Today we got up about 8 again, we are apparently getting tired and used to the time zone we’re in. After moving a little slower than normal we made our way out of Red Chilli, went down the street and caught a matatu again into town, this time without having to wait very long at all. We rode it into downtown until we saw the Barclay’s bank we had taken shelter in yesterday, at this point we knew where we were so we had the matatu let us off as soon as we could get them to stop. We headed “down”, literally, a few blocks to the food market which we had skipped yesterday. There are two food markets really, one outside on the street and the other just across the street, still outside, but surrounded by walls so it feels like you walked inside something for a bit. The one outside has a lot of fruit and fruit waste on the ground around the outskirts of the little market and it reeks. We decided we would much rather smell fish, warm meat, possibly even cheese over rancid orange peels – that is an aroma.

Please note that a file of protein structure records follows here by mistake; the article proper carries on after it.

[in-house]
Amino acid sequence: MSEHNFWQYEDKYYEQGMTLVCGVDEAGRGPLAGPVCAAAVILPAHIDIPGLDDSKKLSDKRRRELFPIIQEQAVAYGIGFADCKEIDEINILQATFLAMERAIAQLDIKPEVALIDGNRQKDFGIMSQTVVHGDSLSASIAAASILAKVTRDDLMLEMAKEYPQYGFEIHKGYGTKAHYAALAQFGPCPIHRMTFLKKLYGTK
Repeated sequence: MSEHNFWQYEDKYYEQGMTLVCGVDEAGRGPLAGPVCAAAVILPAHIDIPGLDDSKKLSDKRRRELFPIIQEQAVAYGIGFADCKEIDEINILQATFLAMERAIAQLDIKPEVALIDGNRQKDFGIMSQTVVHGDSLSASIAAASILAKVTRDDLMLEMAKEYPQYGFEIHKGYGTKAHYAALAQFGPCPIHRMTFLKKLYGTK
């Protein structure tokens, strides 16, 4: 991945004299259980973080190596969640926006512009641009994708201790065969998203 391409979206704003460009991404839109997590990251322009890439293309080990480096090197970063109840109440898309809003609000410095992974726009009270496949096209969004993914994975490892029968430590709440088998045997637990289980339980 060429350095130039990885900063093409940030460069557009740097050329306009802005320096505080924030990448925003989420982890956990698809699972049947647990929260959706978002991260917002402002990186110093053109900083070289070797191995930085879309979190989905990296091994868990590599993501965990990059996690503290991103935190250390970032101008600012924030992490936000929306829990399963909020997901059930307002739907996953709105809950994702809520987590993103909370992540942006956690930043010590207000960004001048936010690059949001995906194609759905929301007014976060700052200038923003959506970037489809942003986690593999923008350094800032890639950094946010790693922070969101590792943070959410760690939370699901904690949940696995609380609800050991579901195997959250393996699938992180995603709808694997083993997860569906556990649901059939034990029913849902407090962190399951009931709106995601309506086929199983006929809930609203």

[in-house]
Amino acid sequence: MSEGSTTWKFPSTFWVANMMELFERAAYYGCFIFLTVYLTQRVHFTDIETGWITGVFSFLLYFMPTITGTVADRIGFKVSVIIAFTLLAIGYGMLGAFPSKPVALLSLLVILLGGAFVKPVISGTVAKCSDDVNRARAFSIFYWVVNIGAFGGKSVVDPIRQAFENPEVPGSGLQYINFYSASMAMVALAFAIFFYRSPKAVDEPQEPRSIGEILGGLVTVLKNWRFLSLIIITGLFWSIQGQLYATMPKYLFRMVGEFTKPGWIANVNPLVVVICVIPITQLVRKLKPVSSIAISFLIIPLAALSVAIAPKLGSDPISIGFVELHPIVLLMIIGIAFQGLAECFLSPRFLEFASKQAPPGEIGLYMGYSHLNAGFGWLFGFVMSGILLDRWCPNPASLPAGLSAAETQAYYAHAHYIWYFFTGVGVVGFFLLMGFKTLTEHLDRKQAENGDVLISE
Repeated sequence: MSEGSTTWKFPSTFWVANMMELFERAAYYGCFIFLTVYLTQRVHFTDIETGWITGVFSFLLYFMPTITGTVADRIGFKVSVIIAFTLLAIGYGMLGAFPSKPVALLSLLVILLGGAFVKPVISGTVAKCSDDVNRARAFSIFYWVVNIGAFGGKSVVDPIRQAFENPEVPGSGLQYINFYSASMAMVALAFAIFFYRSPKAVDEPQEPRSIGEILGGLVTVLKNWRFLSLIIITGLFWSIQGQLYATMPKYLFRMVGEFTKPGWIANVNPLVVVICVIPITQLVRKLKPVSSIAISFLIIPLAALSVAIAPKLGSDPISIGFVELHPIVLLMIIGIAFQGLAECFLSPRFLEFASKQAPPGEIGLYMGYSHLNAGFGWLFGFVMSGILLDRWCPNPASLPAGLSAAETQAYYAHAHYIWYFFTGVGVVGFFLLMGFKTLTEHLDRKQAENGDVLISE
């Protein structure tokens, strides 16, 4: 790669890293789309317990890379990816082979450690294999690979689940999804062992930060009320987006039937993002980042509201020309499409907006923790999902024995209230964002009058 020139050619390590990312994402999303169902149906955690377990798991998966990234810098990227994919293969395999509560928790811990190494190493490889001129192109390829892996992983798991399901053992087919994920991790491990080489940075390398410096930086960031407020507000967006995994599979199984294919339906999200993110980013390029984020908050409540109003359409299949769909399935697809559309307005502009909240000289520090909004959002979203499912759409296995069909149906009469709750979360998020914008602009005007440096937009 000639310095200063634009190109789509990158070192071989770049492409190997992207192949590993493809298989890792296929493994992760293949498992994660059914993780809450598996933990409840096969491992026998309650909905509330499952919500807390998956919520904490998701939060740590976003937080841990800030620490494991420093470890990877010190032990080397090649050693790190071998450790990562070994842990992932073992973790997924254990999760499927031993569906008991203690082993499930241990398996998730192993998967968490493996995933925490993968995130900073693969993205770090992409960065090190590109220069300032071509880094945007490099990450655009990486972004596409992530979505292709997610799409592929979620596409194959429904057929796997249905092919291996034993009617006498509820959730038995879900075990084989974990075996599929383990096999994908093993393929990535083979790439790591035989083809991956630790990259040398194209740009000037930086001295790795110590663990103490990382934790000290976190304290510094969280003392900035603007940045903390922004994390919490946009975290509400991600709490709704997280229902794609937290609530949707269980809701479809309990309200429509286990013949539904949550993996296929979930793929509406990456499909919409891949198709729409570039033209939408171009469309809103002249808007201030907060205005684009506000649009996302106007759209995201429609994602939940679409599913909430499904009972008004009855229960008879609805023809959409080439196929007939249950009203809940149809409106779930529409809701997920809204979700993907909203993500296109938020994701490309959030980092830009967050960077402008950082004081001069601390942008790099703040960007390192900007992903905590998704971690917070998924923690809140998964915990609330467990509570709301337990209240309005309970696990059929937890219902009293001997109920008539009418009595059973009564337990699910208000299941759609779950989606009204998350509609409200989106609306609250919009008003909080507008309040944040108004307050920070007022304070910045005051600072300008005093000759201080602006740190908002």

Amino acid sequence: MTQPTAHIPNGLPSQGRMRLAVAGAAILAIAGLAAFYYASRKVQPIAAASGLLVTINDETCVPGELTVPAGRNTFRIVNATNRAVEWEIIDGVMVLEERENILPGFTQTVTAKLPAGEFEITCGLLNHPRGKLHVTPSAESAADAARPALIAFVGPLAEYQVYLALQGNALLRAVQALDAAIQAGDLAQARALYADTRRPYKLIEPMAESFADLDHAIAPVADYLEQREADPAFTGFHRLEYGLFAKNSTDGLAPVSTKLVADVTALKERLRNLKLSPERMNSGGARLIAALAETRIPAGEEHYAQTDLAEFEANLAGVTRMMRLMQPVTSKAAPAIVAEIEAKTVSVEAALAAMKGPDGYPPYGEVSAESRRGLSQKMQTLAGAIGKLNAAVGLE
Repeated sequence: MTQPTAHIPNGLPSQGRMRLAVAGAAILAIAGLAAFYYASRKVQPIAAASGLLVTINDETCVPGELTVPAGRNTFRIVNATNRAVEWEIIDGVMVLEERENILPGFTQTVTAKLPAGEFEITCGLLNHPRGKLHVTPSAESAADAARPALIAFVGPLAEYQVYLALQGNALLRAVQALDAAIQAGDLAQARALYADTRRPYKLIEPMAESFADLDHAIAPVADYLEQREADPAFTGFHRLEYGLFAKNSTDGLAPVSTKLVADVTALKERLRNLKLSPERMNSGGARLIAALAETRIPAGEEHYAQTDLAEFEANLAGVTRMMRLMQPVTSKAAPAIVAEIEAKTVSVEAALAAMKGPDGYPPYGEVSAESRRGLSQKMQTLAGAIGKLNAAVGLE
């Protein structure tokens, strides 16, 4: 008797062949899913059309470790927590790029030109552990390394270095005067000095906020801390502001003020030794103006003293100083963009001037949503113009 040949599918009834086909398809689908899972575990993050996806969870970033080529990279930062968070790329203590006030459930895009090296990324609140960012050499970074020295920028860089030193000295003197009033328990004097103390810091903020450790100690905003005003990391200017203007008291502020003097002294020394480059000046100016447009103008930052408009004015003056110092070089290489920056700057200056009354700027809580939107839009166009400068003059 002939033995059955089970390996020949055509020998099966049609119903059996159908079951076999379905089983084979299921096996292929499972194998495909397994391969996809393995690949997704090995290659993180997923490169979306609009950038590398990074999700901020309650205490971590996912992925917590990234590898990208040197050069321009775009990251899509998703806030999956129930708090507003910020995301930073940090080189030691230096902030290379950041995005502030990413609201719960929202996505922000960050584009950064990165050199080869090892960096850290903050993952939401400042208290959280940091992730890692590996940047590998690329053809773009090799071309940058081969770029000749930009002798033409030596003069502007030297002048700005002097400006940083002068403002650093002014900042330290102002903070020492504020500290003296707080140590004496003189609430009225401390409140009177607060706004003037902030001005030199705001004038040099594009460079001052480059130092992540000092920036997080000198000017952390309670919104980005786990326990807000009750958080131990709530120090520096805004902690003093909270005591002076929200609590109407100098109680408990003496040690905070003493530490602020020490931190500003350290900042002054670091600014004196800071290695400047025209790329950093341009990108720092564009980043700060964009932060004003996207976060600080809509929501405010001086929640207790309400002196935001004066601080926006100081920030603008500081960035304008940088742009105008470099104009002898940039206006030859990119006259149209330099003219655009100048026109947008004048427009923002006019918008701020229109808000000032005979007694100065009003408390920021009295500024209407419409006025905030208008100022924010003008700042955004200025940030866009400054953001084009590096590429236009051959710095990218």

So we made our way into the food market across the street “inside”. It is fairly tight on space, but not nearly as busy as the large market from yesterday, and is just as interesting. Most all of the vendors were very friendly and chatted with us about their different foods. We learned what cow liver looks like and cow hearts and what to call cow heart in luganda, “seagulls”, which I’m sure is not spelled that way. The market is a big square with rows through the centre as well. All of the meat vendors, fish, beef, goat, chicken are all on the outside walls along with a few folks actually cooking up food for sale. You can find all of the fruit, veggies, and spices in the inside rows. As soon as we got into the market there was a spice guy who was VERY excited to have us come and see his spices, we told him we would get there and a bit later we did. He ended up selling me a mixed packet of spices for 7,000. When I offered him that price, after much haggling, I saw his eyes light up and I knew I was overpaying – foiled again. After walking around the rest of the market I found essentially the same spices, marked for sale at 2,000, oh well, he was entertaining to say the least. He can use the extra cash. We’re not even sure that we can bring it back across our border when we get home and we explained this to the spice guys, but we’ll try and smuggle it home with some other things we find I’m sure. I am finding it a little annoying that just as we start to figure out what we should be paying for things in a country, or city, we move on to the next one. This time at least we have a few more days in Kampala to get better bargains and pay appropriately. Lindsay bought a few oranges and apples which we’ll take with us for the car ride tomorrow to Murchison Falls National Park.